It Is OK to Be Afraid When Your Life Is at Stake


Breast cancer survivor says let's call a spade a spade: We are afraid our disease will kill us. But, there is help to manage that fear

It is always normal to care when something goes wrong with your body. When I broke two bones in my foot last summer, it hurt, and I knew I would need surgery. I worried when or whether I would walk normally again. I was concerned, but I wasn't really afraid. My broken foot was not going to kill me.

Cancer is a different animal. Will the doctors be able to remove it, stop it from growing or keep it from spreading? What about the potential for harsh side effects and new cancers down the road caused by the chemotherapy and radiation treatments? What about cancer that can hide in the body for months, or years, only to come back again? Will I live? How long will I live? Will life ever feel normal again?

Cancer generates a lifetime of fear and worry for many cancer survivors, and those feelings become the new normal. I dislike that term "new normal." Most cancer survivors would give anything for even five minutes of "old normal." Please let me put my head back in the sand. Please?

Cancer is not like getting a disease that can be treated and fully recovered from. Even a heart patient is given a sense that something in their body that was damaged has now been repaired. Often, cancer is not definitively fixed. Still, we as cancer survivors can learn to live with cancer fear and uncertainty.

Research and treatment is catching up to what cancer survivors already knew: cancer is a fearful ongoing event. PTSD, anxiety and depression are possibilities that can be treated and helped. As patients, we can communicate these needs to our doctors, to our fellow survivors (individually, support groups, online support groups), and to talk therapists. We can get help coping with the emotional side of a cancer diagnosis as well as the physical aspects. There are treatments for the emotional side effects of cancer when we speak up.

Sometimes it is hard to speak up. We don't want to acknowledge that we are afraid of our mortality, literally afraid for our lives. We may not want to bother our doctors, or we may feel embarrassed or ashamed for our fear. I remember I had to face it and define it before I could even talk about it. I wanted to live. The audacity! I was scared.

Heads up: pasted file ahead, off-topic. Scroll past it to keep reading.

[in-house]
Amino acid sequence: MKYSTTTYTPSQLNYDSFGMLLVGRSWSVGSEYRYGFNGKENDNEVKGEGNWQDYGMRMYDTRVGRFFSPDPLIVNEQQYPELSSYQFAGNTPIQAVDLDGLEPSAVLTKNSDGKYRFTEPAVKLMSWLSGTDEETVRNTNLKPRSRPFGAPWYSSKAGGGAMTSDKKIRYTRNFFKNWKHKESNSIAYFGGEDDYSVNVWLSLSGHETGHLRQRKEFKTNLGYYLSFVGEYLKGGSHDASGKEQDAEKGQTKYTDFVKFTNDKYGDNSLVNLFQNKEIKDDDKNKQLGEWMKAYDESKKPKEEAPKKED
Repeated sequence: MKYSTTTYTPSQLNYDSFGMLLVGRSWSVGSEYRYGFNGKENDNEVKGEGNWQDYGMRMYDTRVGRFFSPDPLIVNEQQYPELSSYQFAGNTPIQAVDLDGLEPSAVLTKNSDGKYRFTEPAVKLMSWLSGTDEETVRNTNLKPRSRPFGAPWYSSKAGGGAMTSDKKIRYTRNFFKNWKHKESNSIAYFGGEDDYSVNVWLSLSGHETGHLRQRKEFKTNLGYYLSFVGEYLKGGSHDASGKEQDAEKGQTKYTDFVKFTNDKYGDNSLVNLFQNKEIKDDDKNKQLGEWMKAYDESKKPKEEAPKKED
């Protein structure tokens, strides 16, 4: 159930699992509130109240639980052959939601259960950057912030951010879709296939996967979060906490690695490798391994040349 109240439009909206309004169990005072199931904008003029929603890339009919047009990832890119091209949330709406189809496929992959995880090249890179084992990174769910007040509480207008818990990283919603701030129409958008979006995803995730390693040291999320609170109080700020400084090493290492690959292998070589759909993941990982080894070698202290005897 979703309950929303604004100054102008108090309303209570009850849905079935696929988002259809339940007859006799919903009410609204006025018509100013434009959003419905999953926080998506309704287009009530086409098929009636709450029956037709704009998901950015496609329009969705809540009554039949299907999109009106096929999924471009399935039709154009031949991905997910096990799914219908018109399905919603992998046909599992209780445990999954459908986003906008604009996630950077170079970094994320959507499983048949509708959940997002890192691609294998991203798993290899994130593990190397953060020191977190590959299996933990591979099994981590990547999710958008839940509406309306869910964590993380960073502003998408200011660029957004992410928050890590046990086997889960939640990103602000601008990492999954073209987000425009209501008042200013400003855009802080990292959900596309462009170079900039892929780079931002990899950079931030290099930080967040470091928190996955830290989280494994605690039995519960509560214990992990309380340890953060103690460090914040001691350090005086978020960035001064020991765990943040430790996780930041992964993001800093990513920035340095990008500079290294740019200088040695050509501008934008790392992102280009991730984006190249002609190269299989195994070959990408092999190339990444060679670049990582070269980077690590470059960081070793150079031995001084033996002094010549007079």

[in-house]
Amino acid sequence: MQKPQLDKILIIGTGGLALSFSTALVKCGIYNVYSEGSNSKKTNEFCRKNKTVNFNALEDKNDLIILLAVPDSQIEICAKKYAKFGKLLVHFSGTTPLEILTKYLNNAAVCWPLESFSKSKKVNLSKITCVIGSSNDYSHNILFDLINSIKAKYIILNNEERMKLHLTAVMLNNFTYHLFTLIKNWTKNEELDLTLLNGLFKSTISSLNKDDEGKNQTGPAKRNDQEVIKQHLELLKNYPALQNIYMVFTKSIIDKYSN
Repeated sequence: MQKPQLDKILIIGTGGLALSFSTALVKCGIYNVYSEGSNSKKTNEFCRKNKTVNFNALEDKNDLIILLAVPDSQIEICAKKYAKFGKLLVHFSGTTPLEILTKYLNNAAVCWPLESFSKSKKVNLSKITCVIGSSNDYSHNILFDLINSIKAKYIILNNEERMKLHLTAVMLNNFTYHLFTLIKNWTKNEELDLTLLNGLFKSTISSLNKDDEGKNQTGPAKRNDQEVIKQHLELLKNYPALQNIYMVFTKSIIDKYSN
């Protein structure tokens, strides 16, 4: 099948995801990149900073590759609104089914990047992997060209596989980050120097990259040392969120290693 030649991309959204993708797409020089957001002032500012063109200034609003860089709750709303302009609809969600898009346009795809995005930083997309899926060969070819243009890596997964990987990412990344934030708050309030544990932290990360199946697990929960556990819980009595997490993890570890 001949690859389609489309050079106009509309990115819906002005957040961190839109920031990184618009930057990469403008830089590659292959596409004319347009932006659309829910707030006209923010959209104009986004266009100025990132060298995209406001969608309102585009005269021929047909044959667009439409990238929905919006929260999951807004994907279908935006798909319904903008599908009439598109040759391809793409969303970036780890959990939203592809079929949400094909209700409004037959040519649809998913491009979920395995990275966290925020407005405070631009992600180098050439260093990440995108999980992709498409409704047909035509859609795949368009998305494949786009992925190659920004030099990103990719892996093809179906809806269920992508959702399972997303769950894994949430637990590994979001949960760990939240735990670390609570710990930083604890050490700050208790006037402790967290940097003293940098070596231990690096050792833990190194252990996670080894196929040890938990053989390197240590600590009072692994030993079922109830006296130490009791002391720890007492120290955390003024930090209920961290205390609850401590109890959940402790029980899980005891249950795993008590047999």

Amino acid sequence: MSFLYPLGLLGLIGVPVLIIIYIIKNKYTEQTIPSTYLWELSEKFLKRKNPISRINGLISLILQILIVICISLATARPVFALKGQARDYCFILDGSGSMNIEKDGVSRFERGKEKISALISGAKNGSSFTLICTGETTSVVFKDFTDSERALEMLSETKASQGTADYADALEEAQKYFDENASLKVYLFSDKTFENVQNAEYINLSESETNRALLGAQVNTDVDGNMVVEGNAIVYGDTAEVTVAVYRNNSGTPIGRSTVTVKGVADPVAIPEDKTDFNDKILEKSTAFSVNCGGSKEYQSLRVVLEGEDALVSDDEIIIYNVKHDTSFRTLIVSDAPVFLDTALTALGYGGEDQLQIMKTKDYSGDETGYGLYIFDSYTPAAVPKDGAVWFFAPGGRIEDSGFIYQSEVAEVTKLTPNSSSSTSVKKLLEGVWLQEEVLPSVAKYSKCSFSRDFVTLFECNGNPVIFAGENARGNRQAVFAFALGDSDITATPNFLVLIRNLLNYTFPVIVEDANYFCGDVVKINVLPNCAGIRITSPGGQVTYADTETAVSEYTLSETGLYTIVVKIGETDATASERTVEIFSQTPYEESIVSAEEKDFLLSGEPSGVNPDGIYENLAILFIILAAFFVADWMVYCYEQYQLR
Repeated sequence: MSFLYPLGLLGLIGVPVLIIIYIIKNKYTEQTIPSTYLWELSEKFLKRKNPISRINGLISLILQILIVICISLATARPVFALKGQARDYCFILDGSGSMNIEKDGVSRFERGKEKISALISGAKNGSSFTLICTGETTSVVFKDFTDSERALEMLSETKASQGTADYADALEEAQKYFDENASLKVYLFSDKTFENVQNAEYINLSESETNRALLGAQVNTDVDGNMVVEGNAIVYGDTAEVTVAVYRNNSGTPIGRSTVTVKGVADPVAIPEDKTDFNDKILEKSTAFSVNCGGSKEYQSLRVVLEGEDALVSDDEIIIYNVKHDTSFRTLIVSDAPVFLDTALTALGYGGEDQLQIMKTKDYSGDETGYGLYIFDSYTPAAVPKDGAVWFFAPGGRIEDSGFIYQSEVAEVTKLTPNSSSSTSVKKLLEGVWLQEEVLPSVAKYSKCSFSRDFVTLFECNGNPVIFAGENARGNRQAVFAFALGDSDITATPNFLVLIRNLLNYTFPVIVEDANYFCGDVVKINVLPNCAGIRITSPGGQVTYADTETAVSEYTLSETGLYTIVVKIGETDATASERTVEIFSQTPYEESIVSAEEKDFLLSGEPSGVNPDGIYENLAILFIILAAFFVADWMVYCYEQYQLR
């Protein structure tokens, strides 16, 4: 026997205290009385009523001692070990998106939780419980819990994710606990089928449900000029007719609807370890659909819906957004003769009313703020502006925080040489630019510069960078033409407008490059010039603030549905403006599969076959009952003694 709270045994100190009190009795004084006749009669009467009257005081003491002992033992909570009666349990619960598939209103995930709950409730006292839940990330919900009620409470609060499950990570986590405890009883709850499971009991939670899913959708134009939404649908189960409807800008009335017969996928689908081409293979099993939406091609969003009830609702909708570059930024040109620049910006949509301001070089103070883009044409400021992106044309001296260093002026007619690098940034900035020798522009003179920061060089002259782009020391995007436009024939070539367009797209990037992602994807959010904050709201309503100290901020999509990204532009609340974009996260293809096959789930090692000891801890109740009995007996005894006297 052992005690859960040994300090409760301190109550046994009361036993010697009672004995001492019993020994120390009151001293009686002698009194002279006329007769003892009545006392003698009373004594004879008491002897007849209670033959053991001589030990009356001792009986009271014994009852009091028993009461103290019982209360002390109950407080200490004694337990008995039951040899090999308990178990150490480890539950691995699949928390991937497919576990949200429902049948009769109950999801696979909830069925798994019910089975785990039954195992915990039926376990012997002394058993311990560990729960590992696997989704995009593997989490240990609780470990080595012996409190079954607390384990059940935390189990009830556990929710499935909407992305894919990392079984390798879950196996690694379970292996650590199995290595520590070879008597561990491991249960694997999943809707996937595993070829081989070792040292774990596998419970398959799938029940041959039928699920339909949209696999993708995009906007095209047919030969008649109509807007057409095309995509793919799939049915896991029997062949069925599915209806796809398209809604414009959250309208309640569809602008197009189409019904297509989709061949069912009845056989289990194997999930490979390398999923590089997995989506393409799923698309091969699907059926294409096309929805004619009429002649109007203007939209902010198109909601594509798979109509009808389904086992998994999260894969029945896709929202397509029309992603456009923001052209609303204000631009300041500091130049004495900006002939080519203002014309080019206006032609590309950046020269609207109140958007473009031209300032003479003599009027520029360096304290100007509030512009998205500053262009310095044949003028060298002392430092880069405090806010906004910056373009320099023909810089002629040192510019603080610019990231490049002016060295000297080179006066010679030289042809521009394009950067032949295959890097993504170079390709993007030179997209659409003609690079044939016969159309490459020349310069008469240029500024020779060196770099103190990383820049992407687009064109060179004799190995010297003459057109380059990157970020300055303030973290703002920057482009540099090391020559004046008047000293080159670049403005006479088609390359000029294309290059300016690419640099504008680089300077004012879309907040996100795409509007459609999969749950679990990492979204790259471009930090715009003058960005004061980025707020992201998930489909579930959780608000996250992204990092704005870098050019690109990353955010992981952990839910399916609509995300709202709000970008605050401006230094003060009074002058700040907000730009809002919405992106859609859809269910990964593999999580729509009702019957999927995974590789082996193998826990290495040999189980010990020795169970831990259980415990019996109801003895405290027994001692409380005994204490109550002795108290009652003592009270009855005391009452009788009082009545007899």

For me, I needed to acknowledge and own the fear and then I had to speak up to get the help that I needed. I learned that every time I faced my fears and the possibility of my mortality, it got a little easier. Really. Still, it wasn't easy.

Facing my mortality really is not easy in a society that doesn't like to look at or talk about death. Our entertainment movies tell us to be strong, stoic heroes. I definitely am not a hero. I am just a wife and mother who wants to live a while longer, if possible, and to not die a painful death. Oh, yes, the pain component. Who wants more pain? Yet, our television heroes are brave and stoic about their pain, too. Maybe there is a yelp and a little blood from a minor wound, but in the next scene they are all smiles and clean clothes. Ugh.

Our societal avoidance of death and pain does not do cancer survivors or anyone else any favors. Life has the most meaning when death is on location, too. Cancer survivors understand that life is precious, and we are grateful that there is beginning to be more help to cope with the ongoing fear of a cancer diagnosis. The fear and worry do get better over time with patience and help.

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